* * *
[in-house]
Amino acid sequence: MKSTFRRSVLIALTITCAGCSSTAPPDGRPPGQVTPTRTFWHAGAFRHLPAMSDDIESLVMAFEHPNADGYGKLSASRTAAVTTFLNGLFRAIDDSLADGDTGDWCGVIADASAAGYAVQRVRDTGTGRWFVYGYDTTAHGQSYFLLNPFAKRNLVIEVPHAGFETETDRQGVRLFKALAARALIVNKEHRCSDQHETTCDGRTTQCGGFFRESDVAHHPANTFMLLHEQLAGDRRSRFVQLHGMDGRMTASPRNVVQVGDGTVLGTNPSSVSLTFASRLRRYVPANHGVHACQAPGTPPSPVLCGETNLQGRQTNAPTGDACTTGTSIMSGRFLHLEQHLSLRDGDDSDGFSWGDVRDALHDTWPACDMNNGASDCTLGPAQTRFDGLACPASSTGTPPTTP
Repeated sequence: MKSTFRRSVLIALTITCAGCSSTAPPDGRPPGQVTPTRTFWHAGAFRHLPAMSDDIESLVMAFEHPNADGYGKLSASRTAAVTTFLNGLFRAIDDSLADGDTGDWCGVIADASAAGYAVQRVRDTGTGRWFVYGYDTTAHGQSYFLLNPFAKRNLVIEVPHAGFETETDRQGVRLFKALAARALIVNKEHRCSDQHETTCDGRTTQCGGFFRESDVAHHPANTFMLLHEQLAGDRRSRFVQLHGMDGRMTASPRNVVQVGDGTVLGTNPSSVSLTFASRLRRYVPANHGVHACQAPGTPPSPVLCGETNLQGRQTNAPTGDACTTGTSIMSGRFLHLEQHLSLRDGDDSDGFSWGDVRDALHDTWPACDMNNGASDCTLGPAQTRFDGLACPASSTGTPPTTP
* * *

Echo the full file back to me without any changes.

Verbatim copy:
[in-house]
Amino acid sequence: MKSTFRRSVLIALTITCAGCSSTAPPDGRPPGQVTPTRTFWHAGAFRHLPAMSDDIESLVMAFEHPNADGYGKLSASRTAAVTTFLNGLFRAIDDSLADGDTGDWCGVIADASAAGYAVQRVRDTGTGRWFVYGYDTTAHGQSYFLLNPFAKRNLVIEVPHAGFETETDRQGVRLFKALAARALIVNKEHRCSDQHETTCDGRTTQCGGFFRESDVAHHPANTFMLLHEQLAGDRRSRFVQLHGMDGRMTASPRNVVQVGDGTVLGTNPSSVSLTFASRLRRYVPANHGVHACQAPGTPPSPVLCGETNLQGRQTNAPTGDACTTGTSIMSGRFLHLEQHLSLRDGDDSDGFSWGDVRDALHDTWPACDMNNGASDCTLGPAQTRFDGLACPASSTGTPPTTP
Repeated sequence: MKSTFRRSVLIALTITCAGCSSTAPPDGRPPGQVTPTRTFWHAGAFRHLPAMSDDIESLVMAFEHPNADGYGKLSASRTAAVTTFLNGLFRAIDDSLADGDTGDWCGVIADASAAGYAVQRVRDTGTGRWFVYGYDTTAHGQSYFLLNPFAKRNLVIEVPHAGFETETDRQGVRLFKALAARALIVNKEHRCSDQHETTCDGRTTQCGGFFRESDVAHHPANTFMLLHEQLAGDRRSRFVQLHGMDGRMTASPRNVVQVGDGTVLGTNPSSVSLTFASRLRRYVPANHGVHACQAPGTPPSPVLCGETNLQGRQTNAPTGDACTTGTSIMSGRFLHLEQHLSLRDGDDSDGFSWGDVRDALHDTWPACDMNNGASDCTLGPAQTRFDGLACPASSTGTPPTTP